QUOTE: Some of it is in The Happy Prince, some of it in The Young King, notably in the passage where the bishop says to the kneeling boy, ‘Is not He who made misery wiser than thou art?’ a phrase which when I wrote it seemed to me little more than a phrase ; a great deal of it is hidden away in the note of doom that like a purple thread runs through the texture of Dorian Gray; in The Critic as Artist it is set forth in many colours; in The Soul of Man it is written down, and in letters too easy to read ; it is one of the refrains whose recurring motifs make Salome so like a piece of music and bind it together as a ballad; in the prose poem of the man who from the bronze of the image of the ‘Pleasure that liveth for a moment’ has to make the image of the ‘Sorrow that abideth for ever’ it is incarnate. It could not have been otherwise. At every single moment of one’s life one is what one is going to be no less than what one has been. END OF QUOTE

He does make a lot of statements about Art.

QUOTE: I remember saying once to Andre Gide, as we sat together in some Paris cafe that while metaphysics had but little real interest for me, and morality absolutely none, there was nothing that either Plato or Christ had said that could not be transferred immediately into the sphere of Art and there find its complete fulfilment. END OF QUOTE

I did have a very curious feeling that all the various tall claims of Art were actually some kind of mental trip to the hidden world of the virtual arena that stands behind reality. Reality is just the Real view of some kind of supernatural application. Behind it, stands both the Code View as well as the Design View. (Readers interested in this theme are requested to check my book: Software codes of mantra, tantra, witchcraft, black magic, evil eye, evil tongue &c.)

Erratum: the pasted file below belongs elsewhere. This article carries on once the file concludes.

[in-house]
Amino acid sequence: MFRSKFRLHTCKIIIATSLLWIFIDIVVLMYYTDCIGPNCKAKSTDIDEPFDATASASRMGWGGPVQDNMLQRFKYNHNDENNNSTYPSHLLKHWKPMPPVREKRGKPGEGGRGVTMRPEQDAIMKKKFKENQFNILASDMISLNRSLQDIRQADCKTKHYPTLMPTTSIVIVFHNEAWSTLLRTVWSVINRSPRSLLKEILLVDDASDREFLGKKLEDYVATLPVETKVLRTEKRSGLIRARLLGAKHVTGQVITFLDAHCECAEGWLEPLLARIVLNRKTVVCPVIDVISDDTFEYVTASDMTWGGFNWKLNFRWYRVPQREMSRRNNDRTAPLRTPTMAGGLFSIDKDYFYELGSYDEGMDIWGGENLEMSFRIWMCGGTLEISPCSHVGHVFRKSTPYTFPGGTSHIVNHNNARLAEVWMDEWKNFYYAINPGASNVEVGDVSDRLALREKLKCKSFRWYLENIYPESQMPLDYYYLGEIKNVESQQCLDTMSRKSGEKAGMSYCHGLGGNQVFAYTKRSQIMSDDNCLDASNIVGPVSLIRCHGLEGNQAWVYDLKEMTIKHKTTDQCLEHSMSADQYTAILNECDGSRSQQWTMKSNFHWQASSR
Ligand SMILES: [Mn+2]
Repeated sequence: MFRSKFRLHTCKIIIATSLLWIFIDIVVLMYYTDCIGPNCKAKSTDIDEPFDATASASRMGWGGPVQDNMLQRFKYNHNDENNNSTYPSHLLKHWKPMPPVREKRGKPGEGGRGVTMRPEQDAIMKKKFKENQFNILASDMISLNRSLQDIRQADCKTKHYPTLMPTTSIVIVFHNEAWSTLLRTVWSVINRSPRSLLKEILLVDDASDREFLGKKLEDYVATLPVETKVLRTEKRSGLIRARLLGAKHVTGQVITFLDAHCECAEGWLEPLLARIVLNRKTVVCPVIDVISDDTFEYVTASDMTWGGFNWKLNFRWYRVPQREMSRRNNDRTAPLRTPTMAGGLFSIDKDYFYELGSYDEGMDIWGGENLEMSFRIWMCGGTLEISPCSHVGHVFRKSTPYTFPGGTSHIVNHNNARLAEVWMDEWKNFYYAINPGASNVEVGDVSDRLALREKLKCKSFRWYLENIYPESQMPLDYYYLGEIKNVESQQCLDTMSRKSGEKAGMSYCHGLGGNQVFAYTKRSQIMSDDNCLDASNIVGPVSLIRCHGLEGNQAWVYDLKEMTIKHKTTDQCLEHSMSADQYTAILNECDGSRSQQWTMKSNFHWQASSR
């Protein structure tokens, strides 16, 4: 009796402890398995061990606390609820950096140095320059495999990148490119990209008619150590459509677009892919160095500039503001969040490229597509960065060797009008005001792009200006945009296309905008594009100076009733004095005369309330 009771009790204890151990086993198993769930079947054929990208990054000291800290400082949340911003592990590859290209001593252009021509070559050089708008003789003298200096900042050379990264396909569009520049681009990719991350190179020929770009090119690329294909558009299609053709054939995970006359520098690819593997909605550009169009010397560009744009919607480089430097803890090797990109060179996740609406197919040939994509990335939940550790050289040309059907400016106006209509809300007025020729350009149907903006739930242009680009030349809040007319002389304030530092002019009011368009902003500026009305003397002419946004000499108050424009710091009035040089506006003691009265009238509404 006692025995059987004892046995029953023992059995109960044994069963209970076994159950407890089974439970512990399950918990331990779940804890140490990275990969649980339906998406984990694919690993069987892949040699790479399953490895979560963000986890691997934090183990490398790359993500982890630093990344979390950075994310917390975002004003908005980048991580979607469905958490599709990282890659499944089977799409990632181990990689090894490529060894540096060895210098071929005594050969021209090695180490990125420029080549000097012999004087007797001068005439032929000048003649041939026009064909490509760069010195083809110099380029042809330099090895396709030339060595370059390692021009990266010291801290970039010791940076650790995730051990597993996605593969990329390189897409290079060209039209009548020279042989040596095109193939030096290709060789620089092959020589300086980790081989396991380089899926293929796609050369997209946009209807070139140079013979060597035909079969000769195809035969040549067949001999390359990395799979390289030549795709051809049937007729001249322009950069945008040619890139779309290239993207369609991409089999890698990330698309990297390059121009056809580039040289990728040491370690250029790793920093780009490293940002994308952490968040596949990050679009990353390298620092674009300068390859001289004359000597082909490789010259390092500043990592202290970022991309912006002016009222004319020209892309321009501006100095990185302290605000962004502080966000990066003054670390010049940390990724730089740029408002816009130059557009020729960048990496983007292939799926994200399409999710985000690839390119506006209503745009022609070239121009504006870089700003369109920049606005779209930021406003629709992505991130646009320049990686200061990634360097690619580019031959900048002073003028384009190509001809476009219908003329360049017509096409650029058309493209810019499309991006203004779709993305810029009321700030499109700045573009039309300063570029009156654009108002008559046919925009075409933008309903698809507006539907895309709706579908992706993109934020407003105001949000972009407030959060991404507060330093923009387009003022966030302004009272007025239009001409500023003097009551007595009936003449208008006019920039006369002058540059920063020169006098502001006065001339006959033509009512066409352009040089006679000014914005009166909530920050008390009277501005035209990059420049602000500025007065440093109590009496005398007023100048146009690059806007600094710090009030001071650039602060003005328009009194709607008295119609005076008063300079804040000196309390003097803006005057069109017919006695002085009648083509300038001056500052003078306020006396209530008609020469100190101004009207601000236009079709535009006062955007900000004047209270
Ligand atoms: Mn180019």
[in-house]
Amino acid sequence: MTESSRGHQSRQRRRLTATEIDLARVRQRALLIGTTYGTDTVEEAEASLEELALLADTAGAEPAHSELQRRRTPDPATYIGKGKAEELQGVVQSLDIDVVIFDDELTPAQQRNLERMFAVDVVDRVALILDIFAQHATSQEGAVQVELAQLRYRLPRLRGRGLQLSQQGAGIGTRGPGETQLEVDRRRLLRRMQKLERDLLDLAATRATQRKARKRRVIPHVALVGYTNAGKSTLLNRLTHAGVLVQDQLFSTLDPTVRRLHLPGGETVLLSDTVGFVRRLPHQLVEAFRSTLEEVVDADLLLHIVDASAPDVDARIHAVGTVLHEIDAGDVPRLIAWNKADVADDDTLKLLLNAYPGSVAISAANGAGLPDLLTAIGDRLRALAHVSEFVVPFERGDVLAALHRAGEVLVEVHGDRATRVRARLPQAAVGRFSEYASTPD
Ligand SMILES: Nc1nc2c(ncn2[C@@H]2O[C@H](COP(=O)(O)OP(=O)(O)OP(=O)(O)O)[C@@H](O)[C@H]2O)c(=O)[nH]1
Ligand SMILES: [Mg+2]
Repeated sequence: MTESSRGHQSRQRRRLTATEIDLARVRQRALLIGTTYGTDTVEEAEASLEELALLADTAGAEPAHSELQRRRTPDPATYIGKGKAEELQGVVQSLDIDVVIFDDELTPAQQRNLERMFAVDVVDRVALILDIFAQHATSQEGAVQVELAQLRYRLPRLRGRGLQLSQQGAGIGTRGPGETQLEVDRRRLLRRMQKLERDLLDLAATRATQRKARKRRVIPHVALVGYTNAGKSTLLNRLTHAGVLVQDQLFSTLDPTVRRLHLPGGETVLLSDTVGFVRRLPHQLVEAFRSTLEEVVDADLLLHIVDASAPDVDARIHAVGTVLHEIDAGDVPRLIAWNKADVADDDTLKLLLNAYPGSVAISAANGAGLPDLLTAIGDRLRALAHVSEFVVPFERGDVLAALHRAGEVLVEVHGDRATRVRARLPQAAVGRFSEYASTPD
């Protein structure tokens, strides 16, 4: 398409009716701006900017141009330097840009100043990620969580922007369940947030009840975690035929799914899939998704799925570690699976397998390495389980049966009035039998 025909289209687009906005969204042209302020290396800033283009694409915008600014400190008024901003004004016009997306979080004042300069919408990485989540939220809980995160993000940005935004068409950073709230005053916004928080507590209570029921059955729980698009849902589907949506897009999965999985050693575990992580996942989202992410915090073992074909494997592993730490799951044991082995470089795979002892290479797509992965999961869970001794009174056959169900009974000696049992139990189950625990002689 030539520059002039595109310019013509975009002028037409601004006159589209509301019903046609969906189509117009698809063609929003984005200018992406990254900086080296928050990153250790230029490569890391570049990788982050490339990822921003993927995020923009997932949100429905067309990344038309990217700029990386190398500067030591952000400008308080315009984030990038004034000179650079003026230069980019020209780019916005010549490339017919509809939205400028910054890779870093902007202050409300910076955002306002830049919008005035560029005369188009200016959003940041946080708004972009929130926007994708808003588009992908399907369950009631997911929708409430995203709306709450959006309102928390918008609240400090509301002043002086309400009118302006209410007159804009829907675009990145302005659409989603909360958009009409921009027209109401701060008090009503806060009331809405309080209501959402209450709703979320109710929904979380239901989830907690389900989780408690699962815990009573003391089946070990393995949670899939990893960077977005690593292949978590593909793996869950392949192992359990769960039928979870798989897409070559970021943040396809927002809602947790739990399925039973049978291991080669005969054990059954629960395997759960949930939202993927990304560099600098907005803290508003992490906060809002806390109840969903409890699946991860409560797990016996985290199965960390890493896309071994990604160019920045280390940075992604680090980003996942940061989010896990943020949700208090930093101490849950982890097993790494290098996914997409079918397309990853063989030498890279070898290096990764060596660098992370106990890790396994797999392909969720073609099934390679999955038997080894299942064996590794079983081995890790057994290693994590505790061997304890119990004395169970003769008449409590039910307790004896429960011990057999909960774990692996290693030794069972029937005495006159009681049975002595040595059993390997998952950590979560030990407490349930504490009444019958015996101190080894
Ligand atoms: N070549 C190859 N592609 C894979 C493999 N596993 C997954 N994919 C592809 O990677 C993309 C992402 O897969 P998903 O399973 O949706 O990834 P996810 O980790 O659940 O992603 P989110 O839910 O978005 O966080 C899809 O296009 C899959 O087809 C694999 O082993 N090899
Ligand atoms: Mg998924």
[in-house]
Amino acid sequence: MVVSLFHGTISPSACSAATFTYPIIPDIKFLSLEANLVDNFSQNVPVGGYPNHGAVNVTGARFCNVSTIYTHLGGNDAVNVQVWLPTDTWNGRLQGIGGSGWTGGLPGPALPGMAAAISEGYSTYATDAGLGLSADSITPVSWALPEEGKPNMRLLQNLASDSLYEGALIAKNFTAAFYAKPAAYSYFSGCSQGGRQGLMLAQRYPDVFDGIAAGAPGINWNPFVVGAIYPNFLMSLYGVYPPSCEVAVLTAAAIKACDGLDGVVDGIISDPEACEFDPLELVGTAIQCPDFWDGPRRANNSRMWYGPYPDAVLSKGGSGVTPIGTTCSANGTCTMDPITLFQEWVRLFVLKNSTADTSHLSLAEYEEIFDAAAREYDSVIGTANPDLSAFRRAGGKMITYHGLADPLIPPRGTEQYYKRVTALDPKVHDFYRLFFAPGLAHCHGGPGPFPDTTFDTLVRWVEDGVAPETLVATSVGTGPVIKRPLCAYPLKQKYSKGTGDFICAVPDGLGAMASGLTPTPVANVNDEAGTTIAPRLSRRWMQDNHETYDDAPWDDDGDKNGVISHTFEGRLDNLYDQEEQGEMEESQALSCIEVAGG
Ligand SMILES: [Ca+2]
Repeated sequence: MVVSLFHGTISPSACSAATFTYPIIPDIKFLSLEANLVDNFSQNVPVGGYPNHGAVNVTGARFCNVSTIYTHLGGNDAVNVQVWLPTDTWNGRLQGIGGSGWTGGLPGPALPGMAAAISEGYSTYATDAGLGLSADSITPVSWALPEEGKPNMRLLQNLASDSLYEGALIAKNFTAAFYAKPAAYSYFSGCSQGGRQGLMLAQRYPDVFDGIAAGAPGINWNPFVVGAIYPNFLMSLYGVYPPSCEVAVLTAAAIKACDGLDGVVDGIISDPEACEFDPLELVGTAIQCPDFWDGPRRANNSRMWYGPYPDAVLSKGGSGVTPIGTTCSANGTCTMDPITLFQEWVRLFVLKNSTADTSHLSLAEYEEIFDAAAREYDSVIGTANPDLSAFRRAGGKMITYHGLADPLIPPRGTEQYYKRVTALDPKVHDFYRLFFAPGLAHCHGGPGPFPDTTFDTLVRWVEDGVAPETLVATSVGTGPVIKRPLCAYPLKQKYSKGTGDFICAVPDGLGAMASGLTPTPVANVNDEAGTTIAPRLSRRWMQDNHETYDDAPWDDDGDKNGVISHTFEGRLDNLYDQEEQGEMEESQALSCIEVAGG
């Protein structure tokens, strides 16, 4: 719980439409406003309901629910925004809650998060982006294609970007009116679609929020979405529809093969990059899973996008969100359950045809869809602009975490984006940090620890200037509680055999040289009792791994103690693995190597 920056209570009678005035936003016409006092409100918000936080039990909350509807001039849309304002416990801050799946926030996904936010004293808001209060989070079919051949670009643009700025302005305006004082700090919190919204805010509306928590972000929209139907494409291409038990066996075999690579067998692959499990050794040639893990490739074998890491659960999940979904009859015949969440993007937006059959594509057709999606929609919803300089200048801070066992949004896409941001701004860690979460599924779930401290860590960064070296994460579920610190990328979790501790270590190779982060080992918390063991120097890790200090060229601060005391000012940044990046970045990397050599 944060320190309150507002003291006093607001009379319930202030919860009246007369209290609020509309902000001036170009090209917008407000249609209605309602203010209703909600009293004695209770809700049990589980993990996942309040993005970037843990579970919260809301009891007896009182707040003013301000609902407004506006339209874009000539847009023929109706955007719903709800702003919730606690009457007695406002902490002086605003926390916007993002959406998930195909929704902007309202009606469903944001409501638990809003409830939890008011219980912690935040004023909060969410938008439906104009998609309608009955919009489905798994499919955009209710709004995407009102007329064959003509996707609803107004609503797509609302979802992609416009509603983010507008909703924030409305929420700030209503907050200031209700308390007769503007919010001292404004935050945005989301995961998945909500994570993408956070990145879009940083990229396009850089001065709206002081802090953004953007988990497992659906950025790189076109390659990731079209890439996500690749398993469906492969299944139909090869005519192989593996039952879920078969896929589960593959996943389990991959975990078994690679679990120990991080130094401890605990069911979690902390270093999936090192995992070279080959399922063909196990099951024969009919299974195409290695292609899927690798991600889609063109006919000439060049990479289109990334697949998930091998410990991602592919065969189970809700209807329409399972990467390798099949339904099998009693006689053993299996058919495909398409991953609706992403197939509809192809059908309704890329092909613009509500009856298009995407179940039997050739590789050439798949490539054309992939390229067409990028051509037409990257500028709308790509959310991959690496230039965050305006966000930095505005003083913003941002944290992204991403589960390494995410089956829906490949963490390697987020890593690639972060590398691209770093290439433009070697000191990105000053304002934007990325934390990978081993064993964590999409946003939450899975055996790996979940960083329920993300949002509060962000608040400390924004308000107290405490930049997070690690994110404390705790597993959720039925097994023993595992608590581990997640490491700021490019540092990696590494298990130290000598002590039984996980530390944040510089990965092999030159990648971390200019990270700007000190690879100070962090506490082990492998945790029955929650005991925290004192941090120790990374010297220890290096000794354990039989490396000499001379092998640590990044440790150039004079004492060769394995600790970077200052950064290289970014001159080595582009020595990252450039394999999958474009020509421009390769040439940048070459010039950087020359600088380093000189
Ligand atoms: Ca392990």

I remember reading the following words in Moon and Sixpence by Somerset Maugham:

QUOTE1: The colours were the colours familiar to me, and yet they were different. They had a significance which was all their own. And those nude men and women. They were of the earth, and yet apart from it. They seemed to possess something of the clay of which they were created, and at the same time something divine. You saw man in the nakedness of his primeval instincts, and you were afraid, for you saw yourself." END OF QUOTE

QUOTE2: Those great works of his have the calm of the sublime; but here, notwithstanding beauty, was something troubling. I do not know what it was. It made me uneasy. It gave me the impression you get when you are sitting next door to a room that you know is empty, but in which, you know not why, you have a dreadful consciousness that notwithstanding there is someone. You scold yourself; you know it is only your nerves—and yet, and yet... In a little while it is impossible to resist the terror that seizes you, and you are helpless in the clutch of an unseen horror. END OF QUOTE

Now, let me leave Art, of which my knowledge is abysmally miniscule.

I have already admitted my lack of deep information on Oscar Wilde’s life and associates. I have seen the name of Robert Ross mentioned in close association with him. But then I did get a feeling that this Ross was not an ideal companion for Wilde from an intellectual sense. I do not exactly know how this feeling came about.

I also remember that I did feel there was some kind of competitive feeling in Ross against Alfred Douglas. This issue has been seen mentioned somewhere in the sense that Ross was in love with Wilde and he looked upon Douglas as a competitor to Wilde’s affection.

As far as I can judge the scenario, the above-mentioned claim could be total nonsense. These are the silly claims of individuals who do not know how complicated human emotions are, especially when it comes in close association with feudal language emotions.